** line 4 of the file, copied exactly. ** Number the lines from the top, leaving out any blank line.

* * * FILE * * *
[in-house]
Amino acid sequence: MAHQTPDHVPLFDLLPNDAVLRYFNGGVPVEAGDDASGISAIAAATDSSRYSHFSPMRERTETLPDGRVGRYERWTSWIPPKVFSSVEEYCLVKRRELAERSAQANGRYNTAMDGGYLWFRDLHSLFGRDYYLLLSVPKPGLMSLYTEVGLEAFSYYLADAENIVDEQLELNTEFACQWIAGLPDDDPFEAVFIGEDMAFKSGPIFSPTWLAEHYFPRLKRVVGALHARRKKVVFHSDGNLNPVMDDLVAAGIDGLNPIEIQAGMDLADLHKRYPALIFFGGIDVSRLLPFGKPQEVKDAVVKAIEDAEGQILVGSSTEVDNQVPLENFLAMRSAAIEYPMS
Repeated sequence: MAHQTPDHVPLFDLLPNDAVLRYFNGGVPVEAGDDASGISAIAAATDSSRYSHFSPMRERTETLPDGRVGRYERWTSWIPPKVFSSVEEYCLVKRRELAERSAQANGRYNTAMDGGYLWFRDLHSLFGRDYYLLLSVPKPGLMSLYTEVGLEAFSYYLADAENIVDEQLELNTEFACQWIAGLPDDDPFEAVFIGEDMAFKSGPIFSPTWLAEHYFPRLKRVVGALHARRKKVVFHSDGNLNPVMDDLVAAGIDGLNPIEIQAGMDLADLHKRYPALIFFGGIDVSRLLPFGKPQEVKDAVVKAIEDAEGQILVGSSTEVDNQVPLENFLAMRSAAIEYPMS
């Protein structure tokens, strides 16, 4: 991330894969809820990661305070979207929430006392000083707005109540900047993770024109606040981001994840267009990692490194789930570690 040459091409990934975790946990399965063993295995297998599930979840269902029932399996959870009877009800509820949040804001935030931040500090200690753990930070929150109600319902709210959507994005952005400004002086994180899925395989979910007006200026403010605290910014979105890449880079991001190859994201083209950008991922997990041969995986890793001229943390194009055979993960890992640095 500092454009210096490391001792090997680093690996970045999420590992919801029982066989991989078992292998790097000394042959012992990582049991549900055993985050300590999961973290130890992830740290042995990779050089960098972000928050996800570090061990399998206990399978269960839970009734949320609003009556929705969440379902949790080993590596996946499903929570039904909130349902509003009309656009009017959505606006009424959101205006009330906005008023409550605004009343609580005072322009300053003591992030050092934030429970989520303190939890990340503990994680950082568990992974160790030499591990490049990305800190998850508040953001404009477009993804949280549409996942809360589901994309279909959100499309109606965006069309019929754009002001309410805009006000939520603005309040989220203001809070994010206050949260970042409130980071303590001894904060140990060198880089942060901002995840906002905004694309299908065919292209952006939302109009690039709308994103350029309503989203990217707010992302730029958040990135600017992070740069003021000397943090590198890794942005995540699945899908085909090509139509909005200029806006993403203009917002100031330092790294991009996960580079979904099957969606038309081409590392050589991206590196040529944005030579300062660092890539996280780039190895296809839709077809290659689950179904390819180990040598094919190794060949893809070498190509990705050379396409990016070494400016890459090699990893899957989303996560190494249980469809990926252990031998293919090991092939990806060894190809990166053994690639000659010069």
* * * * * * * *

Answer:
């Protein structure tokens, strides 16, 4: 991330894969809820990661305070979207929430006392000083707005109540900047993770024109606040981001994840267009990692490194789930570690 040459091409990934975790946990399965063993295995297998599930979840269902029932399996959870009877009800509820949040804001935030931040500090200690753990930070929150109600319902709210959507994005952005400004002086994180899925395989979910007006200026403010605290910014979105890449880079991001190859994201083209950008991922997990041969995986890793001229943390194009055979993960890992640095 500092454009210096490391001792090997680093690996970045999420590992919801029982066989991989078992292998790097000394042959012992990582049991549900055993985050300590999961973290130890992830740290042995990779050089960098972000928050996800570090061990399998206990399978269960839970009734949320609003009556929705969440379902949790080993590596996946499903929570039904909130349902509003009309656009009017959505606006009424959101205006009330906005008023409550605004009343609580005072322009300053003591992030050092934030429970989520303190939890990340503990994680950082568990992974160790030499591990490049990305800190998850508040953001404009477009993804949280549409996942809360589901994309279909959100499309109606965006069309019929754009002001309410805009006000939520603005309040989220203001809070994010206050949260970042409130980071303590001894904060140990060198880089942060901002995840906002905004694309299908065919292209952006939302109009690039709308994103350029309503989203990217707010992302730029958040990135600017992070740069003021000397943090590198890794942005995540699945899908085909090509139509909005200029806006993403203009917002100031330092790294991009996960580079979904099957969606038309081409590392050589991206590196040529944005030579300062660092890539996280780039190895296809839709077809290659689950179904390819180990040598094919190794060949893809070498190509990705050379396409990016070494400016890459090699990893899957989303996560190494249980469809990926252990031998293919090991092939990806060894190809990166053994690639000659010069």